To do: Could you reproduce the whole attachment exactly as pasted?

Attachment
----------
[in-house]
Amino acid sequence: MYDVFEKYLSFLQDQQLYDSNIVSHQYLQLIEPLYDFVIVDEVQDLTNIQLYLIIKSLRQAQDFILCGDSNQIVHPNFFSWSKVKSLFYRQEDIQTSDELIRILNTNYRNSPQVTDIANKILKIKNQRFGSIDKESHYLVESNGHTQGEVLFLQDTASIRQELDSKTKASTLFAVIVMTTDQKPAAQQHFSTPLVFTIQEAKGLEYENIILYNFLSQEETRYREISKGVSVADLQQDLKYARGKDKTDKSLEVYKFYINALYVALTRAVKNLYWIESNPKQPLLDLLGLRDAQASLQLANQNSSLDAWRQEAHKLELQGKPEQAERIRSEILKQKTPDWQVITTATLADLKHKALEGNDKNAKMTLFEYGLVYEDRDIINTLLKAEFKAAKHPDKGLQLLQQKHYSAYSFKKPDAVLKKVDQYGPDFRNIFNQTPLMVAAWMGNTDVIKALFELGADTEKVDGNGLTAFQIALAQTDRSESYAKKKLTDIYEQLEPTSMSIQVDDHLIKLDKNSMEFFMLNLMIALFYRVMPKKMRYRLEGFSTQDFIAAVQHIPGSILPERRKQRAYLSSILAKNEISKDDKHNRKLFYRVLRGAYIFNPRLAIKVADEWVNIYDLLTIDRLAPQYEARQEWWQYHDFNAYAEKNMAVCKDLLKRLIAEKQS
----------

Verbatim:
[in-house]
Amino acid sequence: MYDVFEKYLSFLQDQQLYDSNIVSHQYLQLIEPLYDFVIVDEVQDLTNIQLYLIIKSLRQAQDFILCGDSNQIVHPNFFSWSKVKSLFYRQEDIQTSDELIRILNTNYRNSPQVTDIANKILKIKNQRFGSIDKESHYLVESNGHTQGEVLFLQDTASIRQELDSKTKASTLFAVIVMTTDQKPAAQQHFSTPLVFTIQEAKGLEYENIILYNFLSQEETRYREISKGVSVADLQQDLKYARGKDKTDKSLEVYKFYINALYVALTRAVKNLYWIESNPKQPLLDLLGLRDAQASLQLANQNSSLDAWRQEAHKLELQGKPEQAERIRSEILKQKTPDWQVITTATLADLKHKALEGNDKNAKMTLFEYGLVYEDRDIINTLLKAEFKAAKHPDKGLQLLQQKHYSAYSFKKPDAVLKKVDQYGPDFRNIFNQTPLMVAAWMGNTDVIKALFELGADTEKVDGNGLTAFQIALAQTDRSESYAKKKLTDIYEQLEPTSMSIQVDDHLIKLDKNSMEFFMLNLMIALFYRVMPKKMRYRLEGFSTQDFIAAVQHIPGSILPERRKQRAYLSSILAKNEISKDDKHNRKLFYRVLRGAYIFNPRLAIKVADEWVNIYDLLTIDRLAPQYEARQEWWQYHDFNAYAEKNMAVCKDLLKRLIAEKQS